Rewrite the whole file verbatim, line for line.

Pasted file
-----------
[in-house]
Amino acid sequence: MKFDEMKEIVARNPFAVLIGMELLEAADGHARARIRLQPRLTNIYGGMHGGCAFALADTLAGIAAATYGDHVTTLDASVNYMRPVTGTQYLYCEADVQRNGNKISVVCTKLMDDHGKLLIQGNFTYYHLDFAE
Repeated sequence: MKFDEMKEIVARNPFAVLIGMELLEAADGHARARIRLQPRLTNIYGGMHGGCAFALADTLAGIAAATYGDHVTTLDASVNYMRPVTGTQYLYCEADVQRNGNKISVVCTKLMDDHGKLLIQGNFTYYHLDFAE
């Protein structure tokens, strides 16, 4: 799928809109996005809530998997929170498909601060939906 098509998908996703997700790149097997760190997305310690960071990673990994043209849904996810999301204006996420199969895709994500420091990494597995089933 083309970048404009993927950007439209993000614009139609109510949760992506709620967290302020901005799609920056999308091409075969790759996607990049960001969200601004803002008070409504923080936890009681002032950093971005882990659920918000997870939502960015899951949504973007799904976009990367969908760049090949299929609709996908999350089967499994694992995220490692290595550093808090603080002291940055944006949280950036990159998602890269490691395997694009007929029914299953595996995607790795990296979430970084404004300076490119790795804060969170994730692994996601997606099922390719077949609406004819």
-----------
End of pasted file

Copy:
[in-house]
Amino acid sequence: MKFDEMKEIVARNPFAVLIGMELLEAADGHARARIRLQPRLTNIYGGMHGGCAFALADTLAGIAAATYGDHVTTLDASVNYMRPVTGTQYLYCEADVQRNGNKISVVCTKLMDDHGKLLIQGNFTYYHLDFAE
Repeated sequence: MKFDEMKEIVARNPFAVLIGMELLEAADGHARARIRLQPRLTNIYGGMHGGCAFALADTLAGIAAATYGDHVTTLDASVNYMRPVTGTQYLYCEADVQRNGNKISVVCTKLMDDHGKLLIQGNFTYYHLDFAE
């Protein structure tokens, strides 16, 4: 799928809109996005809530998997929170498909601060939906 098509998908996703997700790149097997760190997305310690960071990673990994043209849904996810999301204006996420199969895709994500420091990494597995089933 083309970048404009993927950007439209993000614009139609109510949760992506709620967290302020901005799609920056999308091409075969790759996607990049960001969200601004803002008070409504923080936890009681002032950093971005882990659920918000997870939502960015899951949504973007799904976009990367969908760049090949299929609709996908999350089967499994694992995220490692290595550093808090603080002291940055944006949280950036990159998602890269490691395997694009007929029914299953595996995607790795990296979430970084404004300076490119790795804060969170994730692994996601997606099922390719077949609406004819």